Posey’s health is, and every move me makes will be scrutinized. The Giants don’t look like a contender, but they hope they may surprise some people. That all goes out the window if Posey has a setback of any kind.

Tyler Austin, Mike Yastrzemski positives in uninspiring Giants loss

Tyler Austin, Mike Yastrzemski positives in uninspiring Giants loss

LOS ANGELES -- Giants Bruce Bochy met with the media a couple of hours before Wednesday's 9-2 loss to the Dodgers, and when a reporter brought up Shaun Anderson's first-inning issues, the manager smiled and politely cut the question off. 

"His issues?" Bochy said. "The team's, but go ahead ..."

Yes, it is indeed the team. Bochy keeps hoping something will change, but his starting pitchers seem incapable of flipping that switch. The Giants were allowing a 1.058 OPS to opposing hitters in the first inning -- that would rank fourth in the Majors for an individual hitter -- even before Drew Pomeranz gave up three runs in a very loud opening frame on Wednesday. 

Pomeranz would be charged with seven runs and a whole lot more exit velocity in the loss, as the Giants failed to take advantage of forearm discomfort that knocked Dodgers starter Rich Hill out after just one inning. 

This was, in every respect, more of the same. So let's change it up. Here are three things you can feel good about after a game like that:

--- Tyler Austin hit his sixth homer and played solid defense. 

Austin took right-hander Yimi Garcia deep to right-center, hitting a home run that just kept carrying and carrying, catching outfielders Alex Verdugo and Cody Bellinger by surprise. The Giants don't hit a lot of homers like that. 

Austin had been in a 1-for-20 skid coming into the game, but he's slugging .447 and has started to look much more comfortable in left field. Perhaps he's someone who can be a useful piece for the future. 

The most important part of that will be his ability to play left field, and after a slow start because of elbow soreness and bad weather that kept him from doing outfield drills, Austin has looked much better. The last two games have been his two best defensively since coming over from Minnesota. 

"It's just working in practice. That's the big thing," Austin said of the change. "I feel like it's coming along and getting better every day. I'm starting to feel pretty good out there. Hopefully we can keep that going."

Bochy has always believed Austin -- a DH/1B type in the AL -- has a chance to play out there. 

"He's getting better and better out there," the manager said. "He can run, he's got range, there's no reason why he shouldn't be a good left fielder."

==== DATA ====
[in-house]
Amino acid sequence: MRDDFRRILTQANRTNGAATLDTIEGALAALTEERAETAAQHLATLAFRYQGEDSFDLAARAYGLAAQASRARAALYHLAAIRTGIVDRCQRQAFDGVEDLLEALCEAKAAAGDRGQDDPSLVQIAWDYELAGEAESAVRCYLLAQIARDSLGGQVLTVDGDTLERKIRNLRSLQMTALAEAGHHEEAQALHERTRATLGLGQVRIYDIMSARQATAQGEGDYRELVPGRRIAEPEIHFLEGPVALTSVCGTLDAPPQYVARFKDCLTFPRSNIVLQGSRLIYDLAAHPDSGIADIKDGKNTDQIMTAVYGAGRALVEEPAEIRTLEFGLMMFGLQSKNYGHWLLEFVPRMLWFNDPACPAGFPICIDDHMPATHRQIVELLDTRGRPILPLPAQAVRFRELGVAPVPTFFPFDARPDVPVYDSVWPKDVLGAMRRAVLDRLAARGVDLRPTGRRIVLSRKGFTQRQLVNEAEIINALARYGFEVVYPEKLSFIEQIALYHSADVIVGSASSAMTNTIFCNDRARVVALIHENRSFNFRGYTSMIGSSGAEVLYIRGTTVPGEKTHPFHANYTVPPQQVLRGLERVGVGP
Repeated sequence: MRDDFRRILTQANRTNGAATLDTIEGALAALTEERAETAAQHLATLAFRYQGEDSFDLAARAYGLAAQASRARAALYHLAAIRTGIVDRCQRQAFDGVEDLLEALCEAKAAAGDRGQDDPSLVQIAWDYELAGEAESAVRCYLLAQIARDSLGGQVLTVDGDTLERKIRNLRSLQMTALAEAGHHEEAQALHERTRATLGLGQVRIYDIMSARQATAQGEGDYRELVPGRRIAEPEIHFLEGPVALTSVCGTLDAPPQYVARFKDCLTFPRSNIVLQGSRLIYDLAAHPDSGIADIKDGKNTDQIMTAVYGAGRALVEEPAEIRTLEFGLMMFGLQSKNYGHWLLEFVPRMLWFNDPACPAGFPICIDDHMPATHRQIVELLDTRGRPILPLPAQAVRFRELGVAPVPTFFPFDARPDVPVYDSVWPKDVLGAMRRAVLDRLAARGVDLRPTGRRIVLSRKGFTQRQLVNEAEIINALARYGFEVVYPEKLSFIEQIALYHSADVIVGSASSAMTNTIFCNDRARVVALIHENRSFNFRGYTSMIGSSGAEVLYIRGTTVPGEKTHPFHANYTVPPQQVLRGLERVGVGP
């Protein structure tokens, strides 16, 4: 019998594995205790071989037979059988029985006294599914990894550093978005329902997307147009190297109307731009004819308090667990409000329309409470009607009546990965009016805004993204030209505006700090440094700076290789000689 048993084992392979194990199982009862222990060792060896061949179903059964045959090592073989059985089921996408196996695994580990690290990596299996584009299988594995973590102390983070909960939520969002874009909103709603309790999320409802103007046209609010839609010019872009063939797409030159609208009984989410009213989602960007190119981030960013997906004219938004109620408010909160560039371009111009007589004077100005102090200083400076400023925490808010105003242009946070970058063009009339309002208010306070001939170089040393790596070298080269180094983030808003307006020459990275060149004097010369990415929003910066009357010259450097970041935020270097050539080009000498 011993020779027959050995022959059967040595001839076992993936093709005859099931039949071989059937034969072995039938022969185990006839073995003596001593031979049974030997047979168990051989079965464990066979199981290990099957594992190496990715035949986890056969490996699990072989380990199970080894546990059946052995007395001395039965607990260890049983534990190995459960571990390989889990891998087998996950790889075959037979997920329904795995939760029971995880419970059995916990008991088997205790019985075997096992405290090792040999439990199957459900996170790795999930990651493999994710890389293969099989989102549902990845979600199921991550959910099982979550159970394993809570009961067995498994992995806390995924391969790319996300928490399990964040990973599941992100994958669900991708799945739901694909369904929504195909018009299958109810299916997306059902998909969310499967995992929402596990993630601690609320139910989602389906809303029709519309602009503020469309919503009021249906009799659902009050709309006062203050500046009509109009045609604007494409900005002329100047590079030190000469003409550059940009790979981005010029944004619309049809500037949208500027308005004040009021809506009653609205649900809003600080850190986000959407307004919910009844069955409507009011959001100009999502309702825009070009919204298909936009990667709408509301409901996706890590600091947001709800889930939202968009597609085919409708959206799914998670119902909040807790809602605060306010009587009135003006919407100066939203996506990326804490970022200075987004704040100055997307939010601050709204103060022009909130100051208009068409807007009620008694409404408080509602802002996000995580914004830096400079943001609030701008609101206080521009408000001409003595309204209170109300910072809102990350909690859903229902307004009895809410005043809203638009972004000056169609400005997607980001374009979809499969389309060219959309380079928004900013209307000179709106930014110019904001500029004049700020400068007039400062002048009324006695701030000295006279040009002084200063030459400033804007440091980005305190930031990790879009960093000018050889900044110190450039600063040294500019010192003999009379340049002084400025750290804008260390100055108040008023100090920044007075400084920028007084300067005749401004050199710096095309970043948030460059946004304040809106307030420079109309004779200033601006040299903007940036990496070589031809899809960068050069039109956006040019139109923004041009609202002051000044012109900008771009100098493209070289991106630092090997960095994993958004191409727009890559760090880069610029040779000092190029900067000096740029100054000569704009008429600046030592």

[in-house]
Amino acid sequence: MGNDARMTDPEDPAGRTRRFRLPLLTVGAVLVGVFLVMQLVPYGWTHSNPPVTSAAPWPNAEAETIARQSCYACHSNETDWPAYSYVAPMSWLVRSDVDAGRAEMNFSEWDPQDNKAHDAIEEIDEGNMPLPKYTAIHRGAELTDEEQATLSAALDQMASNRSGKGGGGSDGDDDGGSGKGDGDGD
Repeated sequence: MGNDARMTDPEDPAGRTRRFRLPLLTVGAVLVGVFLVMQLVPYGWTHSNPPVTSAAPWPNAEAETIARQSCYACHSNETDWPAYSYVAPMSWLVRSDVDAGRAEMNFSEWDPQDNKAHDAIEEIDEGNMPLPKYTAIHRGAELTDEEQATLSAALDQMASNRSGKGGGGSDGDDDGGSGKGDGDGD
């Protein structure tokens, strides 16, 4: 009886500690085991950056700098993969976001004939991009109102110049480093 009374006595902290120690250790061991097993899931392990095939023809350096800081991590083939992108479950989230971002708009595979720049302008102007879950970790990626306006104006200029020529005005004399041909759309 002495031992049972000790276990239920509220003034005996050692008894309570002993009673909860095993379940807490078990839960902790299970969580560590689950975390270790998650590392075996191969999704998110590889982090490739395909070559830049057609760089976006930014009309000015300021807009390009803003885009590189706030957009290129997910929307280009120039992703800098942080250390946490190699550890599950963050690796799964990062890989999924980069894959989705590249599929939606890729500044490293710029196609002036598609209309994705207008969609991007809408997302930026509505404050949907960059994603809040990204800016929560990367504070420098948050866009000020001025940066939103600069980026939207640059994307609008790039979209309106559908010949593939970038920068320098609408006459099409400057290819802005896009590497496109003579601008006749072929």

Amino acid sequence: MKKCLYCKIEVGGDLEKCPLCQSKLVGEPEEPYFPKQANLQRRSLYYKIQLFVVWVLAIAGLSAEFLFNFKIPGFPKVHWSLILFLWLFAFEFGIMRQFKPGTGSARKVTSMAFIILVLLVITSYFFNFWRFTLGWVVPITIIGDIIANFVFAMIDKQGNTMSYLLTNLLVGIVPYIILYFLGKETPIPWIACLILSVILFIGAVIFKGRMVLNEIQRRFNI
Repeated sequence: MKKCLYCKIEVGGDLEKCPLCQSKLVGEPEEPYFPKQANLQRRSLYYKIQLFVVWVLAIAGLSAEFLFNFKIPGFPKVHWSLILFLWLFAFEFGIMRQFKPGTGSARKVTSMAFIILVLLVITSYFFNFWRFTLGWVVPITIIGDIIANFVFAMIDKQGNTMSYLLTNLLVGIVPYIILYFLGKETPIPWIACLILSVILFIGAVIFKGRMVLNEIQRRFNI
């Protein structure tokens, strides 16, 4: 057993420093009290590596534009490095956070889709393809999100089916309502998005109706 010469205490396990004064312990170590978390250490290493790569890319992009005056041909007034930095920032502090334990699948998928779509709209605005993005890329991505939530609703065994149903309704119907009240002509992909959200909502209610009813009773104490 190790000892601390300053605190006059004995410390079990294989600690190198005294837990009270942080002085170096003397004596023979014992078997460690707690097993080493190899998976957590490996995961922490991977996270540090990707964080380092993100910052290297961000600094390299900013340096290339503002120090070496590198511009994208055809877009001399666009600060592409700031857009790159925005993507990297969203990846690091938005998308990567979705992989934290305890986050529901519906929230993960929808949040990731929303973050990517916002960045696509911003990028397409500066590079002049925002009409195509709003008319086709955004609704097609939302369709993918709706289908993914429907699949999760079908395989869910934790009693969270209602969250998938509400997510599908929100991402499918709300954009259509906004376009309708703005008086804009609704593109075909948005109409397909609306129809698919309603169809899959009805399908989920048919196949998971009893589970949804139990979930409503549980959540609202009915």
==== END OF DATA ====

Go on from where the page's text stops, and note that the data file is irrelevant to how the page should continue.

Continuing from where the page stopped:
[RELATED: Giants sign 23 draft picks; still waiting on Bishop, others]

--- Speaking of left field, Mike Yastrzemski has been much better than the other former River Cats and minor leaguers the Giants have run through this season. Yaz was a last-minute replacement for Steven Duggar, who has a tight lower back, and hit a solo blast off lefty Caleb Ferguson in the sixth. 

Overall, Yastrzemski has a .250/.316/.426 slash line while playing good defense wherever Bochy puts him. It's early, but he looks capable of being part of the outfield mix next year. Like Austin, he should get plenty of starts in the second half as Farhan Zaidi and Co. try to evaluate what they really have. 

--- I could not get to a third positive thing. Sorry. Here is a video of me eating a hot dog with bologna on it and immediately regretting some life choices. 

Giants sign 23 MLB draft picks, but still waiting on top selections


Giants sign 23 MLB draft picks, but still waiting on top selections

LOS ANGELES -- The Giants announced on Wednesday that they have signed 23 MLB draft picks, although the list is missing the biggest names. 

First-round pick Hunter Bishop, selected 10th overall earlier this month, has not signed yet. Second-round pick Logan Wyatt and fourth-rounder Tyler Fitzgerald are still playing in the College World Series with Louisville and thus cannot sign. Fitzgerald hit a home run Wednesday as the Cardinals beat Auburn. Eighth-round pick Caleb Kilian also is still playing.

The highest selection to sign thus far is center fielder Grant McCray, a third-round pick who is the son of former big leaguer Rodney McCray. Grant was one of nine position players the Giants drafted on the first two days of the draft, something the franchise had not done in 50 years. 

[RELATED: How Ramos' elite numbers compare to current Giants stars]

Overall, the Giants have signed 15 of their first 20 selections. Trevor McDonald, an 11th-round pick out of high school, also remains unsigned. It's possible that is connected to the top picks -- the Giants might need a bit of excess slot money to lock up a high school arm. 

The Giants did not have any concerns at the time of the draft about their ability to sign Bishop, a star outfielder at Arizona State. They still don't anticipate any problems.